As I was the only person on this trip with Aurora Zone (there were other people staying at the hotel of course) I had a trip with Jeroen the guide to see a Finnish felt artist, Kaija Paltto, at her studio in Lemmenjoki National Park. Beautiful pieces made using the traditional felting process using Finnish fleece dyed locally – I did buy a felt hat. As reindeer are not kept on a ‘farm’ as such, as they spend most of their time roaming freely, there were just a few in the paddock to see. They are shy so photo opportunities a bit limited. However, we did see a reindeer just grazing at the edge of the road as we travelled back to the hotel.
After lunch, I was joined by the two Japanese guests for a visit to the Sami museum. This is a fascinating place, very informative displays about the history and the way of life of the people who have survived in these very harsh conditions. There is an outdoor section with old buildings to show how they lived, but also modern exhibitions of work by local textile artists. Note at this time of year, the skies were bright blue, strong sunlight keeping the temperatures around 12-15 degrees at midday so a perfect time to visit if you are not keen on the snow.
Tonight, we stayed out until midnight for the lights, a fabulous clear sky but only a slight glow in the distance around 1.00am – I had already gone to bed by then. The forecast for the best activity is Saturday night so I will definitely stay up late for that as it is my last chance.
Visit to a husky dog farm, a fascinating experience. Husky dogs have actually only been in Finland since 1960s, then only for tourists as the local people have always used reindeer to pull trailers across snow and ice-covered rivers. Around 70 dogs at this centre, a varied mix of colours, eye-colour and abilities. For example, which ones are chosen to breed for strength, speed, intelligence. They are very friendly and excitable, as soon as a car arrives they think they are going out to pull a sled and all bark like mad. They are in same-sex pairs in each of the fenced compounds, and males/females are generally kept apart as teams. They are clearly well looked after and love their main handler who showed me around.
One set of puppies, only 4 weeks old so very cute and fluffy. The mother was quite happy to go and explore the yard while we went in with her babies. They are a bit wobbly on their feet going up the ramp, very soft hair and content to be held and just starting to eat prepared food. I am not a dog person, but this was a great visit with freshly brewed coffee in the teepee to finish.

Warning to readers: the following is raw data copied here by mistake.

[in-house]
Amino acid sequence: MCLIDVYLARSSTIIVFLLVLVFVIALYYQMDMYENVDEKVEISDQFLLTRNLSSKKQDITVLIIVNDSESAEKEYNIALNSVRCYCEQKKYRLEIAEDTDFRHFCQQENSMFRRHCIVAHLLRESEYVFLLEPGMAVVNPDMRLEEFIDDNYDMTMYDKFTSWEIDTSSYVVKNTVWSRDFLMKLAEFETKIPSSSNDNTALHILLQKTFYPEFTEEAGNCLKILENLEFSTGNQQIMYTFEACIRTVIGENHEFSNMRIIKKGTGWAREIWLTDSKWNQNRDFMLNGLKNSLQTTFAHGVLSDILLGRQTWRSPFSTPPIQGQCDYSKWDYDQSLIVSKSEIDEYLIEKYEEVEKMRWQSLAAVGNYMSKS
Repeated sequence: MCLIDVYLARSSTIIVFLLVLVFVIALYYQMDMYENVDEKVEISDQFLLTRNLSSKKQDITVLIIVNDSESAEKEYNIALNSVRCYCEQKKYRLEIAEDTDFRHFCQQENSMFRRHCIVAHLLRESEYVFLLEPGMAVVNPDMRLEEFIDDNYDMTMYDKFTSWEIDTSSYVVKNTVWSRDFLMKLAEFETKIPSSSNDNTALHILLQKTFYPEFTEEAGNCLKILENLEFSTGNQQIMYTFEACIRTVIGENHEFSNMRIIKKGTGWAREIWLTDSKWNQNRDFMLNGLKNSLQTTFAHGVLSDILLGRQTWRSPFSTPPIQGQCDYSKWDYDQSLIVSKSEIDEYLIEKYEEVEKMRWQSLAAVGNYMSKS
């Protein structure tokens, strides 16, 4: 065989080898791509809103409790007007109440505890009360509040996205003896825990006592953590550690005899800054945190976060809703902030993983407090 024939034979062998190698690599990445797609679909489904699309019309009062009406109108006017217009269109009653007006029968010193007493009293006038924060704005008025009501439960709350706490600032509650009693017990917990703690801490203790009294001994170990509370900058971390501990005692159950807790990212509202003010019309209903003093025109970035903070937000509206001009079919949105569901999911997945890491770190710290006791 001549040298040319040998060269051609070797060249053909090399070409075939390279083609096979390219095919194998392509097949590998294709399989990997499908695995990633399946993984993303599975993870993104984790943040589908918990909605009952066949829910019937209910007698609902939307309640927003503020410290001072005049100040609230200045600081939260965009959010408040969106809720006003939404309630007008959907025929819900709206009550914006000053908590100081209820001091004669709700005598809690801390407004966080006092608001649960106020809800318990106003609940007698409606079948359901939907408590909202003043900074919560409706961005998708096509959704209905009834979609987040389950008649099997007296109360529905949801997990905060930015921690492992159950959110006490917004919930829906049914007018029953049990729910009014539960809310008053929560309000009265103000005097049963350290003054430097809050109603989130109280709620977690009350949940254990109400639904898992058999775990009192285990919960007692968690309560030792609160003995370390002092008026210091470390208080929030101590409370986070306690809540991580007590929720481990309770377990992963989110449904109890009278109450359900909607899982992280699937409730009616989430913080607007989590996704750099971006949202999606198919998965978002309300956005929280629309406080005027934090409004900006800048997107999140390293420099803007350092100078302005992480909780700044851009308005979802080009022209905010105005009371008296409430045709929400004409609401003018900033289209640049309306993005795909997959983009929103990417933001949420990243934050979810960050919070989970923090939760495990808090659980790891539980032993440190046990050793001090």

Today was the official opening of the 2Km trail in the woods near the hotel, so I was invited to join the local villagers walking the trail and checking posters. These are excellent information boards all around the trail, explaining about flora and fauna with brilliant illustrations by local school children. Time to get ready for the wait for the lights tonight – it is a perfect sky so hoping to be lucky.
Once darkness falls, you do need to wrap up warm, thermal underwear, hat scarf and gloves, and a winter-weight jacket. It is not arctic-wear, still waiting for their first frost and no sign of snow yet. Tried the Cloudberry Liquer after dinner, a lovely clear, pale golden liquid with soft perfume of berries. Not sweet, just a great balance of alcohol and fresh fruit taste, perfect to set me up for the evening. Rather than set up on the jetty, I walked a little further along the lake to set up on the next shorter jetty so could still get a good view around the skies.
First sighting was behind the hotel, a very quick burst of bright shifting light hidden by the treetops but still visible. It is very exciting, waiting, scanning the skies for any of the signs Timor told us about – a line of smoky cloud suddenly appearing, gradually deepening in colour and intensity. Just before midnight it started to form across the lake, streaking off to the right, obscured by some clouds but still a fantastic sight. Just as an encore, the lights came and went for the next hour and probably well into the night. But I had seen what I came here for, and more, and felt extremely satisfied!
Would I recommend this Aurora Zone trip? Absolutely. Our hosts have been lovely, friendly, helpful and all the staff very welcoming. Lovely home-cooked meals that are tasty and very satisfying throughout, though not necessarily slimming! Early start for Ivalo Airport, 5.30am, so a packed breakfast to take with me – sandwich, energy bar, apple and fruit juice. Everything is well organized, excursions are provided but also some free time each day, and there really are few opportunities to spend too much money.
is very educational but not in a lecture-type format, just lots of history of
the place and the people who have lived here for centuries. This is also a
spectacular time to visit with leaves changing colour, wonderful reflections of
orange and gold in the many wetland areas as well as the magnificent
Minersjarvi lake, bright blue skies and sunshine, with the nights just starting
to get colder. I would have been happy to stay here longer than 4 nights and
would certainly love to visit again.